Who Will Be Destroyed?

A reconsideration of Lindsey Graham’s prediction

Photo by Ralph (Ravi) Kayden on Unsplash

Watching footage of Republican Senator Lindsey Graham being accosted this week by hardcore Trump supporters in an airport probably offered, for some, a moment of schadenfreude. Here, it seemed, were the chickens finally coming home to roost. All the aggressive fealty, the dogma, the conspiracy, and the violence Graham helped enable as he defended Trump for the last few years had finally been directed back at him. “Traitor!” the crowd shouted in his face. “You know it was rigged!” one woman screamed at him, as he tried to walk through the terminal.

If we nominate Trump, we will get destroyed…….and we will deserve it,” Graham tweeted in May, 2016, a couple months before the Republicans did just that. In the early days of the Trump presidency, Graham’s tweet seemed like proof that, despite everything, there was still sanity within the Republican party. Perhaps, we might have assumed early on, such clarity about Trump would mean that he would be curtailed, that at least some Republicans weren’t fooled. Clearly, that was wrong. More recently, as Graham — like many of his colleagues — morphed into a sycophantic Trump apologist toady, his tweet stands out as evidence of a deep moral and ideological rot at the heart of the GOP.

In an essay for the New York Times, Timothy Snyder writes that the Republican Party has become a coalition of “those who would game the system… and those who dream of breaking it.” Most Republican politicians, Synder notes, would fall into the former group, the ‘gamers’ — those who discovered they could use Trump, and the more extreme breakers, as a kind of distraction to achieve legislative or other long-sought goals. For instance, Snyder writes, the ‘gamers,’ led by Mitch McConnell “secured hundreds of federal judges and tax cuts for the rich.”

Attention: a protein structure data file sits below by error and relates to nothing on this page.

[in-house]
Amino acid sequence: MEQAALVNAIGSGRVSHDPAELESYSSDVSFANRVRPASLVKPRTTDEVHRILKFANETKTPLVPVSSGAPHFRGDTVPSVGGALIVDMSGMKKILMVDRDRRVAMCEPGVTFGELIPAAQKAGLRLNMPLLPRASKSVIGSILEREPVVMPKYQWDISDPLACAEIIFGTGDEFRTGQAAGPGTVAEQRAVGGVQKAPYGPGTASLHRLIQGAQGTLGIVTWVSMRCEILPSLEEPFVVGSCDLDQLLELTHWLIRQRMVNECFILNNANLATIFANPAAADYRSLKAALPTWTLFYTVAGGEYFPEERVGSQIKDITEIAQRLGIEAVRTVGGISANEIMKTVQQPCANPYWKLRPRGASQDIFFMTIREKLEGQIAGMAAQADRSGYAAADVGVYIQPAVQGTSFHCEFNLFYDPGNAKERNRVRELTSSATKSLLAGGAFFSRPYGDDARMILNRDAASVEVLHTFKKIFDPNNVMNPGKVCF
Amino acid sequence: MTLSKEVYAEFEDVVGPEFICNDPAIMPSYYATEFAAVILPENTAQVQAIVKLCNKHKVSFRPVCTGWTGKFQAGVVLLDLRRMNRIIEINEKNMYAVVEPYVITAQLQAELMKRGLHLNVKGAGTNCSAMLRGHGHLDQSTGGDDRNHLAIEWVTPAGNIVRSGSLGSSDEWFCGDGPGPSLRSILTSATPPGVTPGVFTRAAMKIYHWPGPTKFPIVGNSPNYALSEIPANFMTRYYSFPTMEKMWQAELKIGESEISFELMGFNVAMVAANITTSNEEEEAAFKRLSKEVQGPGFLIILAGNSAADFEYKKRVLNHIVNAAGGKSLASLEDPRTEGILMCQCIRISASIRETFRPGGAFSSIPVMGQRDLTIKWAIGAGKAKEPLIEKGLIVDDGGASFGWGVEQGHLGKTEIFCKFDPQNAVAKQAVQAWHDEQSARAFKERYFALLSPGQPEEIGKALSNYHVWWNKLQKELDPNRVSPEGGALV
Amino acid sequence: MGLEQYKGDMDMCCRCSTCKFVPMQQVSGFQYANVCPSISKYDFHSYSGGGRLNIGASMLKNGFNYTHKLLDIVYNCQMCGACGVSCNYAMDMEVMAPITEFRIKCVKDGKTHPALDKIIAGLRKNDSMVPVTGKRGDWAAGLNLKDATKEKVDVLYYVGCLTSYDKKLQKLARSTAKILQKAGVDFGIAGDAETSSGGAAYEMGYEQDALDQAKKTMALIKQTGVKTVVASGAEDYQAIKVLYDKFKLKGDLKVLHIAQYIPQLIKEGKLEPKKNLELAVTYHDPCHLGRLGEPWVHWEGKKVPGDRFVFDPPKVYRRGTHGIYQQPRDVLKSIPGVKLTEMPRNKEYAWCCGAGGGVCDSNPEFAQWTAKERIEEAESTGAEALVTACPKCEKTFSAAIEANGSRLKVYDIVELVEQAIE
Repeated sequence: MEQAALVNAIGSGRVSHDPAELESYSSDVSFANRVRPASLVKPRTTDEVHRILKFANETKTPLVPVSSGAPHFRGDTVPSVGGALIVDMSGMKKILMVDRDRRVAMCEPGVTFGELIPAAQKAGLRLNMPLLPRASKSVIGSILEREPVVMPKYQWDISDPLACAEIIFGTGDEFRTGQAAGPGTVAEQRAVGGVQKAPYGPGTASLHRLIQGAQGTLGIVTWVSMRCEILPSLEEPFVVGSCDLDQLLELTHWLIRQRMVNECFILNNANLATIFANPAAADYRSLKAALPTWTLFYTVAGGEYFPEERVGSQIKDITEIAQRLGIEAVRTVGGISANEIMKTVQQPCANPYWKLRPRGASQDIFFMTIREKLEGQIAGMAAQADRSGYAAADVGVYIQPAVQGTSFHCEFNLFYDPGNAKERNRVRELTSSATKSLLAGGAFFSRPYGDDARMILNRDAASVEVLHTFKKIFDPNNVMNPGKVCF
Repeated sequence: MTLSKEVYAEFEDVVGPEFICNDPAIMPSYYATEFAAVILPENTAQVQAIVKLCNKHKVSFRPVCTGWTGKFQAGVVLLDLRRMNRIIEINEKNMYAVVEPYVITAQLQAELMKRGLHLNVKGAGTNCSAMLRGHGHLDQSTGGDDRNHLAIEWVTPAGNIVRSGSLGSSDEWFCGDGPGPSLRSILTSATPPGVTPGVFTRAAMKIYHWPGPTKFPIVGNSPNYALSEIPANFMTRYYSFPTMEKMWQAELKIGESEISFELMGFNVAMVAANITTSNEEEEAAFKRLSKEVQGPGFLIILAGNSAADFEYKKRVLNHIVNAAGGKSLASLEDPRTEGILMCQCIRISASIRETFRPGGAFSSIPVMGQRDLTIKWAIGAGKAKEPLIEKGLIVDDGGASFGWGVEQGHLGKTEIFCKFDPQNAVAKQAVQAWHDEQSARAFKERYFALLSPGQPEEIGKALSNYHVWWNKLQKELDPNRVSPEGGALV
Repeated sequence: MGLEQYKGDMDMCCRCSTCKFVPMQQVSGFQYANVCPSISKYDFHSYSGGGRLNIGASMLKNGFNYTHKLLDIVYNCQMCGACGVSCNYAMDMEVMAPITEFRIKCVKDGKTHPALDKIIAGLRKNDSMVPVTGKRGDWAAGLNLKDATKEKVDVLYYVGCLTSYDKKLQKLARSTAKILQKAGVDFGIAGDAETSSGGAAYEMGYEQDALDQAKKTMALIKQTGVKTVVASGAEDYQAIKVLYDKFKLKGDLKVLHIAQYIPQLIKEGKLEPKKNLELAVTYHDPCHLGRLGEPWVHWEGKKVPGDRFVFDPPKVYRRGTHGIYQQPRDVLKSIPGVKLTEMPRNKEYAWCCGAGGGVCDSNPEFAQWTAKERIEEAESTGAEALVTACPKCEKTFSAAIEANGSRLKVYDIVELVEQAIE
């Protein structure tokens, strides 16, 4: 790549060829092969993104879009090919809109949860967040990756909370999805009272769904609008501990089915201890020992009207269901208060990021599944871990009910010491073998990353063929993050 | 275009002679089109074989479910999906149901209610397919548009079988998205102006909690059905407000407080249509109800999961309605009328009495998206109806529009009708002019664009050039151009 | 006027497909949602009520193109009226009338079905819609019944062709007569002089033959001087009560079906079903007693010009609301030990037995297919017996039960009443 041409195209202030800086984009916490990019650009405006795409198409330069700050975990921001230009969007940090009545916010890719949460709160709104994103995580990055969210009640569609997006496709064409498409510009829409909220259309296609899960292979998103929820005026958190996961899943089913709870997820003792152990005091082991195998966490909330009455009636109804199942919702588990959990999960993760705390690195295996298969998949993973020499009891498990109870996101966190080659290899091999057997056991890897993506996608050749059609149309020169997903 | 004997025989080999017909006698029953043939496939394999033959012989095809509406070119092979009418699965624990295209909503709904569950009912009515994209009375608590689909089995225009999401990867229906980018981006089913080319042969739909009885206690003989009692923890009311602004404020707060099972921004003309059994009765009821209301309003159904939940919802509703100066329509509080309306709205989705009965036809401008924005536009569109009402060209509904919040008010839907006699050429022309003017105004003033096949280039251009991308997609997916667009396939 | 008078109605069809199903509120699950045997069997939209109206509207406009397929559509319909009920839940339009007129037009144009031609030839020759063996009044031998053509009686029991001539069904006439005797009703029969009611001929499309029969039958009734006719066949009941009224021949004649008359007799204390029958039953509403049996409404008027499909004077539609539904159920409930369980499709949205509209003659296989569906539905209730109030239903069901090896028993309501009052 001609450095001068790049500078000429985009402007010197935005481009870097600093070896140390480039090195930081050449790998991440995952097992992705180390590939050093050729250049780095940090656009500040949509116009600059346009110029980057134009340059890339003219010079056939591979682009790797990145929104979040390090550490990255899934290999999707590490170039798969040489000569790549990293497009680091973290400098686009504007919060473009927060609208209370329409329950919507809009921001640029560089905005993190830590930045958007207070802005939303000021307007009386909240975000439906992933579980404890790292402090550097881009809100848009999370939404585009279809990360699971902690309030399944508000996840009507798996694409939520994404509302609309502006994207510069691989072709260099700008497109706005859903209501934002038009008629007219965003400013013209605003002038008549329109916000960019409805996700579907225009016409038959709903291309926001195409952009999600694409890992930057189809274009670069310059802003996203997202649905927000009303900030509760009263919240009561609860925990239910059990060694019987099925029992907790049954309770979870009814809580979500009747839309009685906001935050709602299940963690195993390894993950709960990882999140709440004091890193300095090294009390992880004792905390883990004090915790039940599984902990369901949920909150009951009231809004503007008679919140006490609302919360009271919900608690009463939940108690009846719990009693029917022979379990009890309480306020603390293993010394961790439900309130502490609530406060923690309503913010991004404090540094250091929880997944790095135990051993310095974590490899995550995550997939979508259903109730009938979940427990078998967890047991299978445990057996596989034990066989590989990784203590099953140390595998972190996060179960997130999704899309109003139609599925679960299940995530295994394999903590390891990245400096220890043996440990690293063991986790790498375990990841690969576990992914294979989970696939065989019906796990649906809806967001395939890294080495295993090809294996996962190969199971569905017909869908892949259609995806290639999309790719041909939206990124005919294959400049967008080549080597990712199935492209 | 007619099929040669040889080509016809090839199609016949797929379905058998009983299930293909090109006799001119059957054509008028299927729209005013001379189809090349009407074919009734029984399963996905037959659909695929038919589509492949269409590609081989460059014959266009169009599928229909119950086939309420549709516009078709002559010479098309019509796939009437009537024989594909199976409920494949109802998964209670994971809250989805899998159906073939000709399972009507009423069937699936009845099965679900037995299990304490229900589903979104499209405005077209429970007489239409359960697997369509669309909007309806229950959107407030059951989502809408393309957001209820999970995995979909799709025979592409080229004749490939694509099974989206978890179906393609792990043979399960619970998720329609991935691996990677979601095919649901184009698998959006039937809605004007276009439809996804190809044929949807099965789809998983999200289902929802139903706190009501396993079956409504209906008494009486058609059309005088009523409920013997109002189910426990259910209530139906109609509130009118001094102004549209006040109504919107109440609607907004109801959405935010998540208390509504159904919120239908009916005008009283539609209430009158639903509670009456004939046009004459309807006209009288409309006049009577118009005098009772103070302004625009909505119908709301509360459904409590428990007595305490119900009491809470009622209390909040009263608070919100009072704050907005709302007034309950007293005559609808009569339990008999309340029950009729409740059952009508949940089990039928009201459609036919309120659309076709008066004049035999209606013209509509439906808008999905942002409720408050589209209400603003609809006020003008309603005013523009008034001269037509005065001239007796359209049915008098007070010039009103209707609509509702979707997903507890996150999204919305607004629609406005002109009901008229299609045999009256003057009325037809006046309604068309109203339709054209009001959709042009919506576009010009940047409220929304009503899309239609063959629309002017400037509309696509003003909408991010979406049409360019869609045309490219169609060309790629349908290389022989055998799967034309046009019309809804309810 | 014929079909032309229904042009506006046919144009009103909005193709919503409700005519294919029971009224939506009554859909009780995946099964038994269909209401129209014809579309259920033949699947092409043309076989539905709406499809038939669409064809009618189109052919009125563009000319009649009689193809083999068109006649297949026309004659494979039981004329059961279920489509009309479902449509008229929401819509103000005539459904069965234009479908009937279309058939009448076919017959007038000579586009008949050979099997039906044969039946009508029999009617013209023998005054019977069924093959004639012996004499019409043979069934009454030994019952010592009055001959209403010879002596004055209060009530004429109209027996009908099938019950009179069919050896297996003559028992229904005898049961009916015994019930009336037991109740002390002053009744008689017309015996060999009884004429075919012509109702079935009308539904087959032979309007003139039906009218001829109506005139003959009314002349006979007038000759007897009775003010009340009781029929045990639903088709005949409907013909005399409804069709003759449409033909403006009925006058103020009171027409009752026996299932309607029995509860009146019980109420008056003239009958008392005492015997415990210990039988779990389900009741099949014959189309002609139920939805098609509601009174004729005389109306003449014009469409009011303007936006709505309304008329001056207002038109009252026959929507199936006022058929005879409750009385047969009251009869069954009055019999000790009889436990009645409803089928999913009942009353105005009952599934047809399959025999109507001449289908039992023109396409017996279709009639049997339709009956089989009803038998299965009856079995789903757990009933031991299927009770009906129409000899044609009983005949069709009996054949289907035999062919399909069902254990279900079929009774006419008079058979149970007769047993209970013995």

The violence at the Capitol on January 6 forced each side of the coalition to show its hand, Snyder argues, and neither cohort wants Trump to stick around. The ‘breakers’ need Trump to disappear so they can appropriate his personal martyrdom as their own. The ‘gamers’, on the other hand, have lost their use for Trump. “He is useless,” Snyder writes. “Shorn of his obligations of the presidency, he will become embarrassing again, much as he was in 2015.”

Maybe. But since we’re talking about it, who (or what) else might end up being seen as useless?

France’s re-revolutionary ruling class, the ancien régime, suffered from a special kind of blindness, never seeing until it was too late that a world could exist in which their position might not just change, but instead disappear completely. We might consider it an analogy to the Republican Party under Trump.

To varying degrees and with varying agendas, the Republicans have sought to entertain not just Trump — whose cloying narcissism proved a useful tool — but more dangerously, the lurid ideas that rode his slipstream into the brainwaves of mainstream America: the racism and misogyny; the cultishness and authoritarianism; the pure, fantastical conspiracy. The Republicans have enjoyed the fervor these ideas have created, but they’ve misinterpreted rabid support for a cause as being support for their cause. So keen to feel the boundaries pushed, they’ve failed to notice that they’ve now been surrounded.

So, maybe this is who Graham’s “we” in his 2016 tweet will ultimately refer to. Perhaps it’s the GOP, whether or not individually their goal under Trump was to break politics or simply game it, that will ultimately be destroyed. Maybe they will deserve it.

On the other hand, we might find that “we” will, in the end, refer to something much larger.

The Capitol mob’s goal last Wednesday, such as it was, might have been ostensibly to rectify a perceived injustice carried out against Trump, personally. But its purpose was to do more than just nullify the results of a fairly contested election. The goal was to nullify the use of any election at all. Individuals were targeted Wednesday, but what the mob ultimately seeks to take down, or de-legitimize, is governance writ-large, and with it the foundational institutions society uses for collective decision-making. The mob has been convinced, via a blizzard of misinformation and sustained attacks leveled by politicians like Lindsey Graham, that these institutions — including the people within them — are useless.

Speaking days after the attack about the erroneous claims of fraud — what Snyder calls Trump’s “big lie” that will now persist as a narrative in American political and social discourse no matter his future role — one Trump supporter in Georgia told the Times: “We’ll be lucky if we still have a country left after this.” It might have been worth asking if he still thinks there should be one.


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